Hello Film Doctor friends.
So, it looks like we’ve found our way into another full-on week – please bear with us, if our replies are delayed. What do you have planned for this next few days? Looking forward to reading your shared Tweets & Facebook messages.
In this new Monday Prescription post we’d like to highlight some mistakes, common to emerging and seasoned filmmakers alike – 4 issues that everyone is prone to encountering at some point, and should be ready to face:
- Under budgeting – Always budget for more than you might realistically need. It’s called ‘contingencies’. Once you get the knack of production budgets, it will just come naturally to you, but the risk to omit certain expense pars or under budget for certain production ‘tools’ is always there.
- Ignore the sound – Directors of any walk of life & level of experience often tend to neglect the audio part of their project. The first mistake is to not get excellent sound recordings on the day. The second mistake is to understate the amount of work that goes into audio post-production. It’s not just about laying in ambience and dialogue – there is mastering, mixing, SFX to be considered. You might want an original score composed. You might need some of the lines re-recorded. It’s simply wrong to have 6 weeks of picture editing and only 1 week of sound editing – what justice would that do to your film, which is, after all, an audio-visual medium? So make sure to have a balanced post-production schedule, which allows enough time for both sides of editing.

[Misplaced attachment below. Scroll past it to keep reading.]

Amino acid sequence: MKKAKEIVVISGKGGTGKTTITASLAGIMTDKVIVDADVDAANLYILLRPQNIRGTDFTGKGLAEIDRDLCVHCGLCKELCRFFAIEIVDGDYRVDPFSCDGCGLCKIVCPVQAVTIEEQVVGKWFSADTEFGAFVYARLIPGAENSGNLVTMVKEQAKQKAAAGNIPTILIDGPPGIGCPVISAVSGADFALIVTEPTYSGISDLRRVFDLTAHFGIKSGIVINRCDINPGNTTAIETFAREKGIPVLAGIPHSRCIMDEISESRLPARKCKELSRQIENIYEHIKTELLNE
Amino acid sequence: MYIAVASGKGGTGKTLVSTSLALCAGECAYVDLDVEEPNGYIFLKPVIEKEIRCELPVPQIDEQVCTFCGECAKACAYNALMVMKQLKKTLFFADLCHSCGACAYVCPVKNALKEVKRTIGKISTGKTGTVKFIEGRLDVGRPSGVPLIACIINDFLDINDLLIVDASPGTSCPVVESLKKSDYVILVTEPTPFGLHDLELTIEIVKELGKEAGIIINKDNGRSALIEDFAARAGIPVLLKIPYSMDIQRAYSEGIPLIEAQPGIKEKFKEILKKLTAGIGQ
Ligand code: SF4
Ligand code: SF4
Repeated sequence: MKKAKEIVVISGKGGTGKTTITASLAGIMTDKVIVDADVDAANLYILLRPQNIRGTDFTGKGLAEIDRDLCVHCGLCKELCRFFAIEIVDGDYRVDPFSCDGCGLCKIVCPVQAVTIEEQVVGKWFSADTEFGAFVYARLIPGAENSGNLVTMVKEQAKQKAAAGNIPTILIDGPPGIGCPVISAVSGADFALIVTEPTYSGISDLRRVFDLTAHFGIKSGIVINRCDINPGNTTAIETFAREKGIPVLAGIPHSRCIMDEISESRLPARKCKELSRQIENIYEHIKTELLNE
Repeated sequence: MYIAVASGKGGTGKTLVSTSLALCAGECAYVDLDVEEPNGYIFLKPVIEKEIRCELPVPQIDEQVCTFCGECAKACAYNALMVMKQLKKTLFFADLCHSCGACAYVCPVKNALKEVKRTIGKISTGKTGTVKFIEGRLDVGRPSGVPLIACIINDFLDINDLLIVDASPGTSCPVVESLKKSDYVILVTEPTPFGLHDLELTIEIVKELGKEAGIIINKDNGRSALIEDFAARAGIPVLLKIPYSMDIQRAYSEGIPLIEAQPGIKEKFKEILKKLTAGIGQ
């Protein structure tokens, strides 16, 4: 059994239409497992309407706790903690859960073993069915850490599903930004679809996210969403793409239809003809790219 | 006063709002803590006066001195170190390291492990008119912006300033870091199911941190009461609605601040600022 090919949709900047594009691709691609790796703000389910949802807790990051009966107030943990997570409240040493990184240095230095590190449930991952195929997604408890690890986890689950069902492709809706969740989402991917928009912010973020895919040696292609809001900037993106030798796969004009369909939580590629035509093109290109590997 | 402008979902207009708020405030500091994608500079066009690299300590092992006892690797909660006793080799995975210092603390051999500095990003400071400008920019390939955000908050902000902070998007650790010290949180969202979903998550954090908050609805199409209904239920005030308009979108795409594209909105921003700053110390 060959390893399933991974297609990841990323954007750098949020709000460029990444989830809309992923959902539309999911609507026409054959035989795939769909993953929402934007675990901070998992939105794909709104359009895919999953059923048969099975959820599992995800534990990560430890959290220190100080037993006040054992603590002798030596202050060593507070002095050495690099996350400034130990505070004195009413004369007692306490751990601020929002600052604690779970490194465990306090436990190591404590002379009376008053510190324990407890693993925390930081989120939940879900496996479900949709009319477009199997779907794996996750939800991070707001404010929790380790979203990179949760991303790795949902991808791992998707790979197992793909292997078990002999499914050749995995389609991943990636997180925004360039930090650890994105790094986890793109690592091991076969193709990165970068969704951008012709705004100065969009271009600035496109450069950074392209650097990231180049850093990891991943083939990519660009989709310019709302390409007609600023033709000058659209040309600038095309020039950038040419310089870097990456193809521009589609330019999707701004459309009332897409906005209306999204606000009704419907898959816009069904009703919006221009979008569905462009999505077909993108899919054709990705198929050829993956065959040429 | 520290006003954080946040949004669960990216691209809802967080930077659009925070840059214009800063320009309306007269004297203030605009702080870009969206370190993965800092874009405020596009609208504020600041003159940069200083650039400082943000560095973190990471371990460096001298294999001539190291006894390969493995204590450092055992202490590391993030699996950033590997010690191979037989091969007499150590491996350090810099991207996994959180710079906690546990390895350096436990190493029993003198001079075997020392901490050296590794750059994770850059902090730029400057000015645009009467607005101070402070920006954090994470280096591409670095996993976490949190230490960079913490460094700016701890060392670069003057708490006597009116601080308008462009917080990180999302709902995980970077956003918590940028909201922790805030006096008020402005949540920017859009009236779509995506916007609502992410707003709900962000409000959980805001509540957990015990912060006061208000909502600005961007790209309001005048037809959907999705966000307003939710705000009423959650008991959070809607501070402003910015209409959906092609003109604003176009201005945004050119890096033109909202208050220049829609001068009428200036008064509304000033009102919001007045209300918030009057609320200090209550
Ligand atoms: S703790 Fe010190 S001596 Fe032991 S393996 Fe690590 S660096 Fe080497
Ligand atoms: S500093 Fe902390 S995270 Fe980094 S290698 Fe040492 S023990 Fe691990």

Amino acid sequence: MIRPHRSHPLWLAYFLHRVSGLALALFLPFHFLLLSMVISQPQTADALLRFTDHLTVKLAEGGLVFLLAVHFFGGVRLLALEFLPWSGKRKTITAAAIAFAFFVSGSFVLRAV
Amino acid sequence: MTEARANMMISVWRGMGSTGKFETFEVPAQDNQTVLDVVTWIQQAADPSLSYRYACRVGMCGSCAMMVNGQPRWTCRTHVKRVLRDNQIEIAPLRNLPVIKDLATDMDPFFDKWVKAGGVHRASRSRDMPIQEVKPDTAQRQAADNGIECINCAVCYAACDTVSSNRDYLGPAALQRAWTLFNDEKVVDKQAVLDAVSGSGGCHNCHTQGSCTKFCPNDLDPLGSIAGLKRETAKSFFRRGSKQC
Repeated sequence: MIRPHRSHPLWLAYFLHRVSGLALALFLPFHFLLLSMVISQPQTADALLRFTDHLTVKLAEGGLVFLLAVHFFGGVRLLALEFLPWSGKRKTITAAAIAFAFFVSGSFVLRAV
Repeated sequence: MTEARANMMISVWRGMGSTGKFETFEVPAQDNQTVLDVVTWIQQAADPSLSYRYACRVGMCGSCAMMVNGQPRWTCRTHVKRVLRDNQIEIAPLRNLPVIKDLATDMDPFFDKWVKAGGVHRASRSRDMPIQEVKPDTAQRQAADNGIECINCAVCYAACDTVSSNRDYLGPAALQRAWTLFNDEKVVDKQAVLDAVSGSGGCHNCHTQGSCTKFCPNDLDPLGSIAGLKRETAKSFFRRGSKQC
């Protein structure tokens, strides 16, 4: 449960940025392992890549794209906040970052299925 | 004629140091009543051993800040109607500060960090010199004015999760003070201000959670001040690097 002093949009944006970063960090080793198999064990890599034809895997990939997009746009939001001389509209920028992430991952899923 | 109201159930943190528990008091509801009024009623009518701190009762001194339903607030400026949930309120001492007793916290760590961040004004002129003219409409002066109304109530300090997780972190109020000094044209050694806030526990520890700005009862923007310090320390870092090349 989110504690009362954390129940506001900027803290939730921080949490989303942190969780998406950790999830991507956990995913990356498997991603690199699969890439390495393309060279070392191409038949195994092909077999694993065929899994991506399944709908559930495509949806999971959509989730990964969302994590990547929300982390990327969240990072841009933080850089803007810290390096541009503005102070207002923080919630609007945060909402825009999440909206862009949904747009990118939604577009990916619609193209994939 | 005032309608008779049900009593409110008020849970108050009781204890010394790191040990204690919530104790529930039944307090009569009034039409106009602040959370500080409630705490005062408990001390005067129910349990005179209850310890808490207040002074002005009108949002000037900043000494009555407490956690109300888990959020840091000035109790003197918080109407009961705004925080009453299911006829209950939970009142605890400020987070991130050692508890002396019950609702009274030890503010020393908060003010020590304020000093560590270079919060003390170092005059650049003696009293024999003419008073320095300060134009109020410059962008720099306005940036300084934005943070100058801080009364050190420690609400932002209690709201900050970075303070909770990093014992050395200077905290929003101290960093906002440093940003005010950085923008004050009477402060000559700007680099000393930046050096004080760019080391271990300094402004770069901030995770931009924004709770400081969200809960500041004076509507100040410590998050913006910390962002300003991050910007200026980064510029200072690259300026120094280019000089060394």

- ‘Post-take’ checklist – Last shot of the day, the “perfect take”, everyone’s done a great job and you’re wrapping up. The equipment is all dismantled and packed, and you’re ready to hit the road. Hold on a second! Have you checked whether all your mics were on and the audio is actually properly recorded? Have you checked that the dailies are all properly transferred and logged, and you won’t suddenly miss “the best shot of the day”? Even experienced with umpteenth number of productions one can be faced with a technical error – sometimes due to that very confidence that you have done a few projects. It is essential to keep a certain “post-take” checklist in your head – or even on your phone/tablet/notepad, with a reminder set for the end of every shooting day. In addition, if shooting on location, it’s imperative to have a Location Manager (or, if your budget is tight, the Producer) do a “walk-through” – inventory, notes & pictures on the before/after state of the location, ensuring everything is left as is.
- The Human Factor – And ultimately, everything, including the aforementioned points, comes down to the people who work with/for you on the production. Ignoring “the human factor” can create not just tension but outright crisis – from botched camera set-ups to actors walking off sets. Whether you’re “above the line”, cast or crew, the one mistake you should foresee and avoid is not taking into consideration the importance of other people involved – their roles, their moods, your interaction & communication with them. Get it right!